BioDrugs

, Volume 15, Issue 10, pp 681–703

Theoretical Basis for the Activity of Thalidomide

  • Christian Meierhofer
  • Stefan Dunzendorfer
  • Christian J. Wiedermann
Review Article

DOI: 10.2165/00063030-200115100-00005

Cite this article as:
Meierhofer, C., Dunzendorfer, S. & Wiedermann, C.J. BioDrugs (2001) 15: 681. doi:10.2165/00063030-200115100-00005

Abstract

The revival of thalidomide began shortly after the drug was withdrawn from the market because of its teratogenic properties. Therapeutic effects of thalidomide were found accidentally in leprosy patients with erythema nodosum leprosum (ENL). Subsequent research widened the understanding of the activity of thalidomide, and with improved methodology and the augmented background knowledge of immunology it was possible to interpret the properties of thalidomide more coherently.

Effects on tumour necrosis factor-α (TNFα) release play an important role in the ability of thalidomide to affect the immune system. Alteration of synthesis and release of cytokines such as interleukin (IL)-1, IL-2, IL-4, IL-6, IL-8, IL-10, IL-12 and interferon-γ is involved in the complex mechanisms of thalidomide. Thalidomide targets leucocytes, endothelial cells and keratinocytes, affecting them in a different manner and at different cellular levels. Changes in the density of adhesion molecules alter leucocyte extravasation and the inflammatory response in the tissue involved. Several mechanisms for the teratogenic action of thalidomide are currently under review, but this mode of action of the drug still remains unclear and we review evidence-based hypotheses for the teratogenicity of thalidomide.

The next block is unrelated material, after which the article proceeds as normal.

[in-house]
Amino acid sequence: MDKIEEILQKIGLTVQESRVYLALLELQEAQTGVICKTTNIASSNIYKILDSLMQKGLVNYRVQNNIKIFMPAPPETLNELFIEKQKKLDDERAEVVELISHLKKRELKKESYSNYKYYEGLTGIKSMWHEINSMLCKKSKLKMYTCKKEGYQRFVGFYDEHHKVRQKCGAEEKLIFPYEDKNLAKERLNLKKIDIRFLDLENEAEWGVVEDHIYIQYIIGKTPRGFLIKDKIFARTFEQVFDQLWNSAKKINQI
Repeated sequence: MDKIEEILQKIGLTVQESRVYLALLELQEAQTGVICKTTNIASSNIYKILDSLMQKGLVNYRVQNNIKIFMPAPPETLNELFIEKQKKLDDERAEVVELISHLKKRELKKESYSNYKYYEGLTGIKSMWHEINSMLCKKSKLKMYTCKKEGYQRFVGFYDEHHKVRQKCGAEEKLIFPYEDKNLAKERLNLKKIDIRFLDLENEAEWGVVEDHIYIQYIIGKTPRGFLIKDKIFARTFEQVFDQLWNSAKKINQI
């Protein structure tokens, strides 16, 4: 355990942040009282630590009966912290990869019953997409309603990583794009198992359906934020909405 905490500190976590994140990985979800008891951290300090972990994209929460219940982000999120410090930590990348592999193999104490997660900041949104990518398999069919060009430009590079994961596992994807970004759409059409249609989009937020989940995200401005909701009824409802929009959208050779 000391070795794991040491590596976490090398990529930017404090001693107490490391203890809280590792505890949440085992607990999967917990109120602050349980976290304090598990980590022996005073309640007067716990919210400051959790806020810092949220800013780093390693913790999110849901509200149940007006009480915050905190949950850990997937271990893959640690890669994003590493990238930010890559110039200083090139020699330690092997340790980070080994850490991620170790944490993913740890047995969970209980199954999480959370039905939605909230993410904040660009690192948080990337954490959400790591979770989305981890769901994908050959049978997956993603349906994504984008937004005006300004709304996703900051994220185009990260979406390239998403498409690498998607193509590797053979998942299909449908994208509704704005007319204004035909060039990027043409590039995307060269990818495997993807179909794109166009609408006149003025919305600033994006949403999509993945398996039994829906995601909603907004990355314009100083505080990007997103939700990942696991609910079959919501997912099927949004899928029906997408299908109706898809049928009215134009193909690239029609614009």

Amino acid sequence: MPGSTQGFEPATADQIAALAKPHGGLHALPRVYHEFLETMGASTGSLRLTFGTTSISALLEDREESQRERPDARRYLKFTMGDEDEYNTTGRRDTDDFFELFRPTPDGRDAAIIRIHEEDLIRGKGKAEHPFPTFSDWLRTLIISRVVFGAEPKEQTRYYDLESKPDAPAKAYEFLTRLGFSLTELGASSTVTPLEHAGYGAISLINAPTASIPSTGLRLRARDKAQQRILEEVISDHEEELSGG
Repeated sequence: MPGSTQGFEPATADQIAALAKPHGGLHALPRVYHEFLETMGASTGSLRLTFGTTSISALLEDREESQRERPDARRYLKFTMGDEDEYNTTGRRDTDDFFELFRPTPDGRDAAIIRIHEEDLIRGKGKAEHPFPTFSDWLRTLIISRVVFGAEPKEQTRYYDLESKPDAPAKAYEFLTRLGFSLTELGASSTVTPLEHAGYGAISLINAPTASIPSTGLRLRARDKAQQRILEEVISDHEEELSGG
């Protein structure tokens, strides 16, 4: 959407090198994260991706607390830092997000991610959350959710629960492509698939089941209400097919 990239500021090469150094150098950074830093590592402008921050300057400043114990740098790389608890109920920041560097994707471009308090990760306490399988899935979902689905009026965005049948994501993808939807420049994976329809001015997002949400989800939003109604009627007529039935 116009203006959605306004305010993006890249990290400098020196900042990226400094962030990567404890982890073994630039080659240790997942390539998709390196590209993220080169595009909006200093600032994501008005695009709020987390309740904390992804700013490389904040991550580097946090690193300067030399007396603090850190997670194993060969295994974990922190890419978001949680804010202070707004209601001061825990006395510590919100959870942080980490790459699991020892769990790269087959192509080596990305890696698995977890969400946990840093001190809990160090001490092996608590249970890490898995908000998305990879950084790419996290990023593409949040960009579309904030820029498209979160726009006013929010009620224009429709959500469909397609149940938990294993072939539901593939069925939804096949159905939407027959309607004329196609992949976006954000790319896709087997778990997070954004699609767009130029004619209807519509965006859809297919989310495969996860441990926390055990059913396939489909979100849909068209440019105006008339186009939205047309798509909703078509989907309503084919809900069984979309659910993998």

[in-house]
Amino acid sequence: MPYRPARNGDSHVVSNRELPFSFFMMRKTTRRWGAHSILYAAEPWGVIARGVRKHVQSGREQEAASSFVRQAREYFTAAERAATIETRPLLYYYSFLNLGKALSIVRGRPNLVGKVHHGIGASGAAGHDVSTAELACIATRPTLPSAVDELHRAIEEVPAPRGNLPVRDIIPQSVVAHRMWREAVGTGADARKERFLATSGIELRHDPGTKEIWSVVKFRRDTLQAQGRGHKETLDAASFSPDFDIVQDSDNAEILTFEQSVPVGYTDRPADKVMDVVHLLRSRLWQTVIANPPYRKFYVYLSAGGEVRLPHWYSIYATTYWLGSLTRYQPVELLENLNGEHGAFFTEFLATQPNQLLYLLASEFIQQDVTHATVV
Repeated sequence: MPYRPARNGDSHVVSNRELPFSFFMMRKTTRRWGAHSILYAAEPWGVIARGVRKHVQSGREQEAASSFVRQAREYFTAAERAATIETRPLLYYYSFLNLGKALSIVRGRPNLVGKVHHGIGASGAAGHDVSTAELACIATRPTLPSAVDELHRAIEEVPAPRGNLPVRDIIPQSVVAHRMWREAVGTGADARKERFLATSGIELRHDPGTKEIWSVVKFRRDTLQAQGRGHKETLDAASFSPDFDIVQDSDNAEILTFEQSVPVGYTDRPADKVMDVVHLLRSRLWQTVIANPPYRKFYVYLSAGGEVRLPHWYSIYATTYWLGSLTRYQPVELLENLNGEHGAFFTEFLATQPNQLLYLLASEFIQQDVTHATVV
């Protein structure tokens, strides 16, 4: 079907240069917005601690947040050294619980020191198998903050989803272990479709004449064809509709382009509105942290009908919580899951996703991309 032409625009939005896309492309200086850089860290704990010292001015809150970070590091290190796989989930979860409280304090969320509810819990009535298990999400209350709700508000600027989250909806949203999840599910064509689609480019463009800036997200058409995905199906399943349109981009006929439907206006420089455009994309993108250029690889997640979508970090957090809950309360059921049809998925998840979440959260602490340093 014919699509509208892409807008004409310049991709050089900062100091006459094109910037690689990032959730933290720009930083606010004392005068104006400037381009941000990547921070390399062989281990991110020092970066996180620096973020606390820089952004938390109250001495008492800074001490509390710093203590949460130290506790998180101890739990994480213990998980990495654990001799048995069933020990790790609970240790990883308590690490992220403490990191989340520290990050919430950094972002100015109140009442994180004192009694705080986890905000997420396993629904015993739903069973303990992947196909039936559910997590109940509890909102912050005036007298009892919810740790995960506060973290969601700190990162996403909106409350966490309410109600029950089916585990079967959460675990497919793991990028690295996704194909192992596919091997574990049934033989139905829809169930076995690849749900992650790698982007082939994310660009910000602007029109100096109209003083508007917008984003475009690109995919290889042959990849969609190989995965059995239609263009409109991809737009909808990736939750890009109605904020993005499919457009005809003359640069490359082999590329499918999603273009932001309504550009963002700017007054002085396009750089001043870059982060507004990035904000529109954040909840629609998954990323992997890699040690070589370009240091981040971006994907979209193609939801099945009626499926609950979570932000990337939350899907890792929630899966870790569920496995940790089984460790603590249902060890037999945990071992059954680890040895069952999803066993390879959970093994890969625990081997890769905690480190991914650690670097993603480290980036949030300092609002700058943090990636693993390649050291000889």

Thalidomide shows significant clinical impact in several diseases such as ENL in lepromatous leprosy, chronic graft-versus-host disease, systemic lupus erythematosus, sarcoidosis, aphthous lesions in HIV infection, wasting syndrome in chronic illness, inflammatory bowel disease, multiple myeloma and some solid tumours. In 1998 the US Food and Drug Administration approved thalidomide exclusively for the treatment of ENL, and strict conditions were stipulated for its use in order to prevent teratogenic adverse effects. However, despite the promising findings of thalidomide at the molecular level, namely its anti-TNFα properties and its intercalation with DNA, and activity in clinical trials, there is still a great need for more intensive research.

Copyright information

© Adis International Limited 2001

Authors and Affiliations

  • Christian Meierhofer
    • 1
  • Stefan Dunzendorfer
    • 1
  • Christian J. Wiedermann
    • 1
    • 2
  1. 1.Laboratory of Intensive Care Medicine, Division of General Internal Medicine, Department of Internal Medicine, Faculty of MedicineUniversity of InnsbruckInnsbruckAustria
  2. 2.Department of Internal MedicineUniversity of InnsbruckInnsbruckAustria

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